Returning to Nigeria, she was appointed as Lecturer II in the Mathematics Department of the University of Ibadan, taking up the appointment on 22 August 1976. On 1 October 1979 she was promoted to Lecturer I in Mathematics Department, University of Ibadan. Further promotions followed, Senior Lecturer on 16 June 1989 followed by Associate Professor on 1 October 1998.
Ugbebor has published papers and books on a wide variety of topics. We list as many of these publications as we have been able to find at THIS LINK.
In 1981 she was able to spend time as a Visiting Fellow at the Laboratoire de Calcul des Probabilités, University of Paris VI, Paris, France, from February to May, then in August of the same year she was a Visiting Fellow at Yale University, New Haven, Connecticut, USA. In 1988 she returned to the Laboratoire de Calcul des Probabilités for the three months, October-December, again as a Visiting Fellow.
At the University of Ibadan, she has been the thesis advisor for two Ph.D. students and the joint thesis advisor of one Ph.D. student with Professor O Akinyele. She has supervised the studies of 31 M.Sc. students.
The numerous roles she has had at the University of Ibadan are listed in . Let us just give a few examples: Departmental Examinations Officer (1994-1996); Member, Committee for Centre for Women Studies (1997-); Chairman, Departmental Staff-Student Liaison Committee (1981-1992); Member, Faculty Board of Studies (1994-1995); Member, Faculty Finance Committee (1997-); Member, Senate (1994-2003); and Acting Head, Department of Mathematics (1996-2003 and 2007-2009).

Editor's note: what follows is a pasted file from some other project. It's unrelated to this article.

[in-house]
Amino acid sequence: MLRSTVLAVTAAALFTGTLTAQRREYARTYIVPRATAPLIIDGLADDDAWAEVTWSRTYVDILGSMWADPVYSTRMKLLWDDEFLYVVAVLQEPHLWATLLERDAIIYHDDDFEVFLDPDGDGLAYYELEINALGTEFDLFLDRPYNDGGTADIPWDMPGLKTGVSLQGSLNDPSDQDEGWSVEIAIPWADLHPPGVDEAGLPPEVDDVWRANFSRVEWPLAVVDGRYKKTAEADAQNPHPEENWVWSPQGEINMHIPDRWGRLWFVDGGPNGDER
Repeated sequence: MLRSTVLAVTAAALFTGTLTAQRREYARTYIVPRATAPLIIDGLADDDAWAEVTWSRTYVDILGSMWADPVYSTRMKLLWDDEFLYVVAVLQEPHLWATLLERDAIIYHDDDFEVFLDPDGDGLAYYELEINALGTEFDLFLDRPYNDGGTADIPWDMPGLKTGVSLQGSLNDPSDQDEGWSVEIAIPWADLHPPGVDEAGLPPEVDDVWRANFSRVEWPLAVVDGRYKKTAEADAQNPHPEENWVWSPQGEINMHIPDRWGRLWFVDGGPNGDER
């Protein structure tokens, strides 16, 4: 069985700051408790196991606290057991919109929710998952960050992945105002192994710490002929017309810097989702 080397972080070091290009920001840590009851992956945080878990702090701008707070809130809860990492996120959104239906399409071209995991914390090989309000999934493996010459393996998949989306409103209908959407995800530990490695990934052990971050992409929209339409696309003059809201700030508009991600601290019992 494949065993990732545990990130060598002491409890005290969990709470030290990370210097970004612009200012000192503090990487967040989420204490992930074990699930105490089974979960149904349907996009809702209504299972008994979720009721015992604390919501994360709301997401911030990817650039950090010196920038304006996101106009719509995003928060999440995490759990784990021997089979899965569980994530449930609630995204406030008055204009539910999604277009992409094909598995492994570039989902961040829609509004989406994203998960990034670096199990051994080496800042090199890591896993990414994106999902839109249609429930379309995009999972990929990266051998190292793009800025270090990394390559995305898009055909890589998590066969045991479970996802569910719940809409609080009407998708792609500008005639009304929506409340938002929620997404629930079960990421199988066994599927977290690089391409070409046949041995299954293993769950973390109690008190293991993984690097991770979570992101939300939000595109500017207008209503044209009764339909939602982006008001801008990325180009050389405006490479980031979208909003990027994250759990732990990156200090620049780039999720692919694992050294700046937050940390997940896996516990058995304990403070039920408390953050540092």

Let us end this biography by quoting from Ugbebor about the challenge of teaching mathematics :-
Do you know why there is a challenge? We use letters, figures, diagrams, graphs, and these things look strange to many people. They don't make it exciting; that is why. They make it like rote learning. When you give the background, you make it exciting. You give room for questions - you explain it over and over again, then you see that mathematics is a lively subject which everybody should do up to a particular level because we all use it directly and indirectly.
If they are not properly introduced to what these symbols are, it is like we are in a secret society. But it is not that difficult. (Mathematics) is abstract; that is why people run away from it. Before going to the abstract, you start from the concrete.
Informally, I have been called to all kinds of places to motivate their teachers. There was a school that asked me to motivate their teachers recently. They hate hearing matrices. I started with oranges and bananas before I went into matrices. They started running to the board to find inverse. They said we didn't know matrices was our friend. You know when you go there you write row and column and start multiplying in a funny way. Then they say, "e gba mi" (wow!); but I started with oranges and bananas. We did some simple ones. Then, I showed them why if we were using that simple method for a larger collection, we would be there all day. So, I showed them how the matrices are now their friend to help them jump over (the long process). They loved it. People who know me, know that I have a gift and talent, they invite me to motivate their teachers. And all my students usually say, "I am going to use mama's method when I return." They have all changed their method of teaching mathematics because they saw the impact on their lives.